The Tehran Stock Exchange may be the second-best performing equity index in the world but it is not an accurate barometer of the health of Iran’s economy.
On 9 June, the UN Security Council imposed a fourth round of punitive sanctions on Tehran over its controversial nuclear programme. The sanctions target foreign trade, financial services and the oil and gas sectors – the backbone of Iran’s economy.
Iran desperately needs foreign investment and is counting on income from privatisations
Perhaps more significantly, they target the Islamic Revolutionary Guard Corps which controls at least a third of the economy.
Iran’s reaction has been characteristically defiant, warning that those who present any opposition will come to regret it.
But the country’s political stance is at odds with its economic ideals.
For all its bravado, Iran desperately needs foreign investment and is counting on income from privatisations to help solve its economic problems.
In early April this year, the government published a list of 90 companies shortlisted for privatisation by 2014, with around 50 considered high-priority, including national carrier Iran Air.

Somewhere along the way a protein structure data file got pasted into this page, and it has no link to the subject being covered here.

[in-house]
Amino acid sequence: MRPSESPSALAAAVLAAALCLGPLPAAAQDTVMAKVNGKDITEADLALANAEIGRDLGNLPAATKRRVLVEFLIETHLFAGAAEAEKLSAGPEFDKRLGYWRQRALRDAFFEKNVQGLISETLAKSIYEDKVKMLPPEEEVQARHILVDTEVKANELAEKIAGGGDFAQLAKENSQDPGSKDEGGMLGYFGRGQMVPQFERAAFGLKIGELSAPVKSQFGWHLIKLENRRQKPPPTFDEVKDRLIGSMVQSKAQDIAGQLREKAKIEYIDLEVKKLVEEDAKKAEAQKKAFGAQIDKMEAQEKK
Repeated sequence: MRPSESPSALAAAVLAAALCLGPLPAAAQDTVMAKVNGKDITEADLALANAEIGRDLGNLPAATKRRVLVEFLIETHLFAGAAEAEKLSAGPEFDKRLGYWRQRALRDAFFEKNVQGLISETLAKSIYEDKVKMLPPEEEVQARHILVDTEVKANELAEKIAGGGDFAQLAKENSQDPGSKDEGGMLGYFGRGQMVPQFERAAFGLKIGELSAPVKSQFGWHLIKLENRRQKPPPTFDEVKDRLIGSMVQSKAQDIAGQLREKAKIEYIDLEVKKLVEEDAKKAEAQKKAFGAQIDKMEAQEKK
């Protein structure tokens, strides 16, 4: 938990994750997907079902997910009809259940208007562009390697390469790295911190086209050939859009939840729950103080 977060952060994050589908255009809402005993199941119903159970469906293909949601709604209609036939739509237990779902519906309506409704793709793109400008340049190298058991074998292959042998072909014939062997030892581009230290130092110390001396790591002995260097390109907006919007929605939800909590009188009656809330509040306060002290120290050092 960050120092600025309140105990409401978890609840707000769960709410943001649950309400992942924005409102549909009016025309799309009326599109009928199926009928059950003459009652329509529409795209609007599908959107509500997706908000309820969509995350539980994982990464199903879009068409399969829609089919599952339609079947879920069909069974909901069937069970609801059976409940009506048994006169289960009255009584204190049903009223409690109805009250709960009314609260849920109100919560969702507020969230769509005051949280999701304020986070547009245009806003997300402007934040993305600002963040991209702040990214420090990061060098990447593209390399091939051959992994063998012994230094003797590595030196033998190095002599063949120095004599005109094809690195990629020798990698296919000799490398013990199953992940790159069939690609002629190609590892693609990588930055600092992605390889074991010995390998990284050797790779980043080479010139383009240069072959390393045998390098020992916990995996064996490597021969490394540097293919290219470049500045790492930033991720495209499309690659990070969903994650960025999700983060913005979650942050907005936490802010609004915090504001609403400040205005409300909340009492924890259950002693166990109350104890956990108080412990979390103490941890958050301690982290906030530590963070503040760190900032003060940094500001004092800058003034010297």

Inevitably, the sanctions are throwing these plans off course. There has yet to be a listing on the exchange this year. In May, the public offerings of two Iranian automobile giants were delayed indefinitely in light of uncertainty over their international commitments.
Foreign investors are now shunning the market. Meanwhile, in targeting the Islamic Revolutionary Guards, which rank as one of the most influential buyers of Iranian companies, the latest sanctions have dealt a further blow to the country’s privatisation plans.
If Iran is serious about bringing about economic and social change, it will have to put bitter politics aside and focus on rebuilding its relations with the outside world.